Prior to the strike there were 96 coal mines in operation on Paint Creek and Cabin Creek, employing 7500 miners. Of these mines, the forty-one on Paint Creek were all unionized, as was all of the rest of Kanawha River coal field except for the 55 mines on Cabin Creek. However, miners on Paint Creek received compensation of 2½¢ less per ton than other union miners in the area. When the Paint Creek union negotiated a new contract with the operators in 1912, they demanded that operators raise the compensation rate to the same level as the surrounding area. This increase would have cost operators approximately fifteen cents per miner per day, but the operators refused. The union called a strike for April 18, 1912.

Their demands where: A.) Recognition of the Union, B.) Improved Pay and the removal cribbing of coal, C.) No blacklisting of fired men, D.) The right to freedom of speech, E.) Removal of requirements to shop at the company store or be fired.

The national United Mine Workers pledged full support, hoping to spread the union into Southern West Virginia, a longtime goal of the union. The UMW promised full financing and any aid it could provide to support strikers. Partly because of the influence of the UMW, the strike was conducted without violence for its first month.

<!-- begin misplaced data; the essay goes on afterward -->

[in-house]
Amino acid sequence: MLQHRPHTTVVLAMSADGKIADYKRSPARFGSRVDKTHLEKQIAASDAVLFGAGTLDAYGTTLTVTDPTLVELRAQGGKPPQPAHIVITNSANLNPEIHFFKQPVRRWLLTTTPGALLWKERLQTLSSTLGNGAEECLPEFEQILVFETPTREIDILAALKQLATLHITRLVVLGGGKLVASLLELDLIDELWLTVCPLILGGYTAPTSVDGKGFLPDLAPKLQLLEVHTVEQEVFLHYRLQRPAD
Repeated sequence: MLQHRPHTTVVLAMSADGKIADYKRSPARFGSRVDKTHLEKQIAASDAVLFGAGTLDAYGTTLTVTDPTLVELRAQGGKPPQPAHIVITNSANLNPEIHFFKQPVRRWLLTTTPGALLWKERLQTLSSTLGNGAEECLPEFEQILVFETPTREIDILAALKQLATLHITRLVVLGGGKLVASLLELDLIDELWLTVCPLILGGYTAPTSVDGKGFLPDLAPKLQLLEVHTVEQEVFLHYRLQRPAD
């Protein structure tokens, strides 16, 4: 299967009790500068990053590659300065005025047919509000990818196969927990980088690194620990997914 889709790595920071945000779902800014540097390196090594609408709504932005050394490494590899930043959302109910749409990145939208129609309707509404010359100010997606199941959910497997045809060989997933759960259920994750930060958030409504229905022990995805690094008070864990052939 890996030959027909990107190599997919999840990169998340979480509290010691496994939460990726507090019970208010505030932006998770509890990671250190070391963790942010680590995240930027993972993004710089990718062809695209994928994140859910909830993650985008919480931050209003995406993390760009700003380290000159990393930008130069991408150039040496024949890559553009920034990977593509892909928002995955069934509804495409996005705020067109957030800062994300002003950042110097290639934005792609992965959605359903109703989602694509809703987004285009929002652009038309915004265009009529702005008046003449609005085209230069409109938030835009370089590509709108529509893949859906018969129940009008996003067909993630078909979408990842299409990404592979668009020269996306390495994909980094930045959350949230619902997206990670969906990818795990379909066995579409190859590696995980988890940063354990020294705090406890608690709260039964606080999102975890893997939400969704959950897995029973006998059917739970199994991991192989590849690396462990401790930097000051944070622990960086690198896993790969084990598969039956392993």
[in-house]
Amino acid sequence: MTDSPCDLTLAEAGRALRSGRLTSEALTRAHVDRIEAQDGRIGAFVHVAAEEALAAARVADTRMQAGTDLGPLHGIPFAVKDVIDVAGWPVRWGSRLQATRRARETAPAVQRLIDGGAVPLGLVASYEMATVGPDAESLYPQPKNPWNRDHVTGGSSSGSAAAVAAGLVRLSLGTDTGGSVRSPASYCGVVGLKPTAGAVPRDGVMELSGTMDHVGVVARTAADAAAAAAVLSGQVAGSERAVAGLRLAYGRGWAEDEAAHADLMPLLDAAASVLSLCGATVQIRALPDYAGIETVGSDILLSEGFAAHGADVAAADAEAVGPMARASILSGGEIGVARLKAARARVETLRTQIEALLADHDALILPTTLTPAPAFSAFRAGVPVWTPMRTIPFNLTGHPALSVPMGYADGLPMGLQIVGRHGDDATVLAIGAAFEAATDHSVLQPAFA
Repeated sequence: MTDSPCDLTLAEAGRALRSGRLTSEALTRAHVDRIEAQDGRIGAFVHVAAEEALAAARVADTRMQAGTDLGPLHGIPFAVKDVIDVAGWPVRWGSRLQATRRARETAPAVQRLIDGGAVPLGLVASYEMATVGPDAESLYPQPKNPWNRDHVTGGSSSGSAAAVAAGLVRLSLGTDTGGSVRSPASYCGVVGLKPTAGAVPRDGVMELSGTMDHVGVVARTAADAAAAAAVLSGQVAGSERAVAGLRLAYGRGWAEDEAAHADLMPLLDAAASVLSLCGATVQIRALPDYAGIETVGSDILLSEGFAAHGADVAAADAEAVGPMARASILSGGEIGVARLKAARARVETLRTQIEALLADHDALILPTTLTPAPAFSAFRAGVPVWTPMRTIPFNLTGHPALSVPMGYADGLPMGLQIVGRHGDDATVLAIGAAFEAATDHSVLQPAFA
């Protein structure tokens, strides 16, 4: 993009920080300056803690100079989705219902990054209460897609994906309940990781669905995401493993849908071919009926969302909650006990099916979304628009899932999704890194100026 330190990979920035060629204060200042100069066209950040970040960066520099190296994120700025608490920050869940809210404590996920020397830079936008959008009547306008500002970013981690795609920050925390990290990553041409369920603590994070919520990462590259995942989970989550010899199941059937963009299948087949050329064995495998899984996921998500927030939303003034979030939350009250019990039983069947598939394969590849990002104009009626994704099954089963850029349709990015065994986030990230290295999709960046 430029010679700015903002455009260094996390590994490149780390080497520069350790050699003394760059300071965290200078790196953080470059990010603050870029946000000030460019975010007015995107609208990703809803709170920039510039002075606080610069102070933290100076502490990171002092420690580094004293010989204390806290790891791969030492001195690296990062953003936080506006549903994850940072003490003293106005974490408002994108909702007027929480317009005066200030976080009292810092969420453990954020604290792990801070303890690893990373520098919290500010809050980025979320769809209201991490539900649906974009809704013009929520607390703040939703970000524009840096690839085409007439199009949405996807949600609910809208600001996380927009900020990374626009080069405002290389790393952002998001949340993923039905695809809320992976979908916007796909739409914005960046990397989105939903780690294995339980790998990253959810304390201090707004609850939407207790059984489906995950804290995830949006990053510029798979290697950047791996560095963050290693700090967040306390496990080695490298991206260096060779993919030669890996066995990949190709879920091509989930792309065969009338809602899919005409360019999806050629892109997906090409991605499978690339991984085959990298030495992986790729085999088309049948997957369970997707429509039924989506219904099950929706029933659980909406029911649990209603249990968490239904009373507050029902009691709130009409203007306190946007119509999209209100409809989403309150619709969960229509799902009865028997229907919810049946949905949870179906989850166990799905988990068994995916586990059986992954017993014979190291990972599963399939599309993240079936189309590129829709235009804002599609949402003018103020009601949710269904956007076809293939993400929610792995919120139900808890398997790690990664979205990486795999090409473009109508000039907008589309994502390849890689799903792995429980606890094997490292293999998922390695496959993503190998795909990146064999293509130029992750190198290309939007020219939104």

However, on May 10, 1912, the operators on Paint Creek and Cabin Creek hired the notorious Baldwin–Felts Detective Agency to break the strike. Baldwin–Felts responded by sending more than 300 mine guards.

Activist Mother Jones arrived in June, as mine owners began evicting workers from their rented houses, and brought in replacement workers. Beatings, sniper attacks, and sabotage were daily occurrences. Through July, Jones rallied the workers, made her way through armed guards to persuade another group of miners in Eskdale, West Virginia to join the strike, and organized a secret march of three thousand armed miners to the steps of the state capitol in Charleston to read a declaration of war to Governor William E. Glasscock.

On July 26, miners attacked Mucklow, present-day Gallagher, leaving at least twelve strikers and four guards dead. On September 1st, a force of over 5,000 miners from the north side of the Kanawha River joined the strikers’ tent city, leading Governor Glasscock to establish martial law in the region the following day. The 1,200 state troops confiscating arms and ammunition from both sides lessened tensions to some degree, but the strikers were forbidden to congregate, and were subject to fast, unfair trials in military court. Meanwhile strikers’ families began to suffer from hunger, cold, and the unsanitary conditions in their temporary tent colony at Holly Grove.